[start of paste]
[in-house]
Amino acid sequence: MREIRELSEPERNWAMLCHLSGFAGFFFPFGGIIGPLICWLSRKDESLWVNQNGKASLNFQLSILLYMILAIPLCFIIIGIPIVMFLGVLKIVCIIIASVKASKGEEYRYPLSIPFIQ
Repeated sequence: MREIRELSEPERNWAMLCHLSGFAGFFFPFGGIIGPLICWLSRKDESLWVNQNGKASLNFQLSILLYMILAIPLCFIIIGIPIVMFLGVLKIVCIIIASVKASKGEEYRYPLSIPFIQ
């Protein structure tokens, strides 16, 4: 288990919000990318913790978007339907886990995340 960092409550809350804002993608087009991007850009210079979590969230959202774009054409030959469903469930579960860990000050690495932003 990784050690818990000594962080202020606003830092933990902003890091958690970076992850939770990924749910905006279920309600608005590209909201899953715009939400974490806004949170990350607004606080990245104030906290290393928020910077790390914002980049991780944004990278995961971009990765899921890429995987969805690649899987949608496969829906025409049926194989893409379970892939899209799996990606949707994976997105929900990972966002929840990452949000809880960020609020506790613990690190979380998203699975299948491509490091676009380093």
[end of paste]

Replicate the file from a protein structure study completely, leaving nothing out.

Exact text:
[in-house]
Amino acid sequence: MREIRELSEPERNWAMLCHLSGFAGFFFPFGGIIGPLICWLSRKDESLWVNQNGKASLNFQLSILLYMILAIPLCFIIIGIPIVMFLGVLKIVCIIIASVKASKGEEYRYPLSIPFIQ
Repeated sequence: MREIRELSEPERNWAMLCHLSGFAGFFFPFGGIIGPLICWLSRKDESLWVNQNGKASLNFQLSILLYMILAIPLCFIIIGIPIVMFLGVLKIVCIIIASVKASKGEEYRYPLSIPFIQ
């Protein structure tokens, strides 16, 4: 288990919000990318913790978007339907886990995340 960092409550809350804002993608087009991007850009210079979590969230959202774009054409030959469903469930579960860990000050690495932003 990784050690818990000594962080202020606003830092933990902003890091958690970076992850939770990924749910905006279920309600608005590209909201899953715009939400974490806004949170990350607004606080990245104030906290290393928020910077790390914002980049991780944004990278995961971009990765899921890429995987969805690649899987949608496969829906025409049926194989893409379970892939899209799996990606949707994976997105929900990972966002929840990452949000809880960020609020506790613990690190979380998203699975299948491509490091676009380093």